Battlefield 3 has presentations... everywhere. Just go to DICE's site and you'll find stuff.

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[quote name='MJP' timestamp='1314040725' post='4852460']
You could do some research into what Geomerics does for Enlighten. As far as I know they precompute form factors for static geometry at regularly-sampled points on a mesh surface (basically light a lightmap), then at runtime they compute the lighting at those points and solve the system of equations using Gauss-Seidel (or something similar). They do that on the CPU, but it's possible to do it on the GPU as well.

Another interesting approach is appoximating surfaces as discs, which was pioneered by Michael Bunnel. There's an older GPU Gems article about it, and there's some descriptions of his updated algorithm from his SIGGRAPH talk last year. It's intended for use with dynamic geometry, but I did some experiments with precomputing visibility for static geometry and the results were promising.

There's also the paper from SIGGRAPH this year about cone-tracing through a voxelized scene. That definitely looked pretty neat, and with static geo you could pre-compute the voxelization.
[/quote]

I took quite a detailed look into the voxel cone tracing method, was extremely impressed and interested by it but im afraid its much too complicated for me, I dont quite understand the Geomerics approach, the only info i could find on it was their talk with Crytek and its quite brief, also I don't know what the system of equations is or Gauss-Seidel. Took a look at the Bunnel approach an understood it, couldn't find much documentation on it past the GPU Gems article though.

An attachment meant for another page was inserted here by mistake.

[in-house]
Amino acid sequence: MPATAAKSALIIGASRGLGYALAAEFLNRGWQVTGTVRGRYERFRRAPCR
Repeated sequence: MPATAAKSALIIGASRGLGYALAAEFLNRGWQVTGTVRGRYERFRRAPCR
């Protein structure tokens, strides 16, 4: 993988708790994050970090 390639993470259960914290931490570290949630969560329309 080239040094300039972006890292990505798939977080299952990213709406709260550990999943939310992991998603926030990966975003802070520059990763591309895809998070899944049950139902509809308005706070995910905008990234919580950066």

Would probably help if I had a really good book on GI, I have one small book but its pretty rubbish, do you know of any really good books ?

Cheers

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Well if you haven't already, you definitely want to download the [url="http://people.cs.kuleuven.be/%7Ephilip.dutre/GI/TotalCompendium.pdf"]GI total compendium[/url]. The basic idea behind using a system of equations is that for each sample point, you can compute the lighting of that point as the sum of the lighting at all other points multiplied with the form factor. Together these form a large system of equations that looks like this:

A = B * FFab + C * FFac + D * FFad ...
B = A * FFba + C * FFbc + D * FFbd ...
C = A * FFca + B * FFcb + D * FFcd ...
etc.

That forms a matrix, which you can use to solve that system of equations to get the lighting at each sample point (you probably learned about how to do that in algebra class). Gauss-Seidel is just a method for solving such a system of equations. Altogether that matrix might be very large for a complex scene, and Geomerics deals with that by breaking up the scene into different "zones" where a sample point in one zone is only assumed to be affected by a sample point from within the same zone. They can also compress the matrices because they end up being sparse (lots of zeros due to one sample point not affecting another sample point due to no visibility).

Bunnel gave a talk about his GI tech last year at siggraph, and you get the PDF here: [url="http://cgg.mff.cuni.cz/%7Ejaroslav/gicourse2010/index.htm"]http://cgg.mff.cuni.cz/~jaroslav/gicourse2010/index.htm[/url]